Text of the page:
ARLINGTON HEIGHTS, Ill. – Plastic surgeons have been busy researching ways to repair wounds and extreme facial trauma. From stem cells to facial transplantation, plastic surgeons published a number of studies showing leaps in helping patients heal, according to a recent issue of Plastic and Reconstructive Surgery®, the official medical journal of the American Society of Plastic Surgeons (ASPS).
“Plastic surgeons are making impressive steps in finding better ways to heal wounds,” said ASPS President Roxanne Guy, MD. “Diabetics may soon have more choices to battle foot sores and leg ulcers, while surgical patients of all kinds could heal faster and forgo extensive pain medication because of this groundbreaking research.”
Two new findings could greatly benefit diabetics. On one front, researchers have found a subpopulation of bone marrow stem cells that may heal patients faster than utilizing the whole stem cell. On the other, plastic surgeons may have found a workable scaffold that will allow them to mold and hold stem cells prior to injecting them into the body, allowing patients to “grow” their own tissue graft right on the wound site. These leaps in medicine could offer quicker, better relief for diabetic patients.
Any surgical patient, from breast reconstruction to a tummy tuck, may experience less pain and heal faster with pulsed magnetic fields, according to another study. Low-frequency magnetic fields are directed at the wound with a small, portable device to aid cells in healing the body. In a world where patients are discharged quickly and are impatient with the healing process, this promising treatment may get them back on their feet much faster.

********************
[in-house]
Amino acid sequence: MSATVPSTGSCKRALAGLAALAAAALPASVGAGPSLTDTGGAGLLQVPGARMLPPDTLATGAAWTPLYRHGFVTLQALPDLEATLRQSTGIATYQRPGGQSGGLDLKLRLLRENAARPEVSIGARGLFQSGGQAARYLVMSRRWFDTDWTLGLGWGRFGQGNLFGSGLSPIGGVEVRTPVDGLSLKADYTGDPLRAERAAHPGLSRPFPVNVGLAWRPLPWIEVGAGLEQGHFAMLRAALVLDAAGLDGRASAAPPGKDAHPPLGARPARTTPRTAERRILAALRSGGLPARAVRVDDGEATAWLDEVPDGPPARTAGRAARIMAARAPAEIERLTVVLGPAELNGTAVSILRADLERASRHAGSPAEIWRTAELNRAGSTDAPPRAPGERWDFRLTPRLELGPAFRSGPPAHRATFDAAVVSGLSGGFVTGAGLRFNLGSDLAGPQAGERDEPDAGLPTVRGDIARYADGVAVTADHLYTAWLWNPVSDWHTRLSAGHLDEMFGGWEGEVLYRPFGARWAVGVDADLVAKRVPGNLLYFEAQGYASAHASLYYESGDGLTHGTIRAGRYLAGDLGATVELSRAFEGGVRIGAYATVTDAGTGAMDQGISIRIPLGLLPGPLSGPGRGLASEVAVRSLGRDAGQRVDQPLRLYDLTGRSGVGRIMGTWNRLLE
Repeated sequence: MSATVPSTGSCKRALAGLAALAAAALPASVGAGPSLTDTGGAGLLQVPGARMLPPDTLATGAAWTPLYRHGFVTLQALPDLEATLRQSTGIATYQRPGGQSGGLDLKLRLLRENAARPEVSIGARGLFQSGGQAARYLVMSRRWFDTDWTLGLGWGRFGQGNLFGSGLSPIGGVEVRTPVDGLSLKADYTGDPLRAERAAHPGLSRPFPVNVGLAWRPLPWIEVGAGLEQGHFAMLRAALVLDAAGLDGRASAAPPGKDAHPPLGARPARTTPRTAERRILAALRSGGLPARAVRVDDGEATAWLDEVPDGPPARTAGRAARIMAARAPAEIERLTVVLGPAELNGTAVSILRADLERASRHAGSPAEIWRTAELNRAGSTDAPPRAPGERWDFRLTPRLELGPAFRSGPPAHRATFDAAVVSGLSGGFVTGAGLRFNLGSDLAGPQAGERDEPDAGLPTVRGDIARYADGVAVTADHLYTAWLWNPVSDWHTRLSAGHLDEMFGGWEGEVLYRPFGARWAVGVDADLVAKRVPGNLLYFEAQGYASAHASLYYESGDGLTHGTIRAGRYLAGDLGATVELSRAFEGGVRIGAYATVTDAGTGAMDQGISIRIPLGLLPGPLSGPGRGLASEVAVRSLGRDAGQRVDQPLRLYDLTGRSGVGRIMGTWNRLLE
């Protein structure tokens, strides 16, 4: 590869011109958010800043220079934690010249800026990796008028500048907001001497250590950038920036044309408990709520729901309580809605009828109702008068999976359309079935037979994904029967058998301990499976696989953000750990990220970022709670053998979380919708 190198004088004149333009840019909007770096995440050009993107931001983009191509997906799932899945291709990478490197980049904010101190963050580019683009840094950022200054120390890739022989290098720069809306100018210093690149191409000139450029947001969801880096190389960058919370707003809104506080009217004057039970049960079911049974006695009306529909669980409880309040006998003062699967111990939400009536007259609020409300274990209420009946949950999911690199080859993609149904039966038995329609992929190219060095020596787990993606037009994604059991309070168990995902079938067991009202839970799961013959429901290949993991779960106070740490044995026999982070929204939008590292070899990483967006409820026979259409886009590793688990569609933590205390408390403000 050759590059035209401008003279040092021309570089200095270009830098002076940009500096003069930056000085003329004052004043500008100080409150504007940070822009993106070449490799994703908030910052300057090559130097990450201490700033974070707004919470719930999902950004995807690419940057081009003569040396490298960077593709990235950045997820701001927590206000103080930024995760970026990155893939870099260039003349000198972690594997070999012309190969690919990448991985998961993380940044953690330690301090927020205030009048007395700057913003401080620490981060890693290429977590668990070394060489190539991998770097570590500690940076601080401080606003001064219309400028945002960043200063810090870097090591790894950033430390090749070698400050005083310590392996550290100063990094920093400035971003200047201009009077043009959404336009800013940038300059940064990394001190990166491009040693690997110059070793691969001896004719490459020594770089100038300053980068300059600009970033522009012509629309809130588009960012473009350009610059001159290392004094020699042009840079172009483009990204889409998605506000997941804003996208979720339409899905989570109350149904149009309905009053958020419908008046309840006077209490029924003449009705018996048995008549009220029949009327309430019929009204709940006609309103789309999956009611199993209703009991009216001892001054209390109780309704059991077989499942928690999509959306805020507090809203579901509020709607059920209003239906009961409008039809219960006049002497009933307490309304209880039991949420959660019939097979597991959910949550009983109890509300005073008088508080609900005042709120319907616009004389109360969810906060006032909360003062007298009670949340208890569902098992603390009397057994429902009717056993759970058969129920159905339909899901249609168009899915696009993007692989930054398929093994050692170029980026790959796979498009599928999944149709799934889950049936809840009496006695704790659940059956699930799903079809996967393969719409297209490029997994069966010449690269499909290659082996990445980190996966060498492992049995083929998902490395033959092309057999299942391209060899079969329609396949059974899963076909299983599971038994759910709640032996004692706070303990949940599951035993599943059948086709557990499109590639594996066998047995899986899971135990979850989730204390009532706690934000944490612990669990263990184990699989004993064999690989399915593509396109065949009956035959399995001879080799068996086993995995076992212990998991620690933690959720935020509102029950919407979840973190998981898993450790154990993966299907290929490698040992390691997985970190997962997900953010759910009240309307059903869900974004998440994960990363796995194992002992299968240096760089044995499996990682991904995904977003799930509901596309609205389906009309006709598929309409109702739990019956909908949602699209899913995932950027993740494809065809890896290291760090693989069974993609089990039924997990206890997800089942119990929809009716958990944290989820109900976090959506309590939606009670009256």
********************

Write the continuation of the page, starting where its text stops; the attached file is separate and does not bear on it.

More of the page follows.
Are we ready to move facial transplantation into mainstream medicine? Perhaps, according to another article in PRS where physicians probe the remaining hurdles to routinely performing facial transplantation. Looking at the various psychological and social consequences of being disfigured, such as discrimination and self-esteem issues, physicians agree the extreme and devastating psychological implications of being disfigured overshadow surgical and immunological issues.
“These studies show the ways plastic surgeons may soon help people get back to their daily lives quicker – whether transplanting a face for a patient that allows them to live at ease among society again or helping a woman who’s had breast reconstruction heal faster,” said Dr. Guy.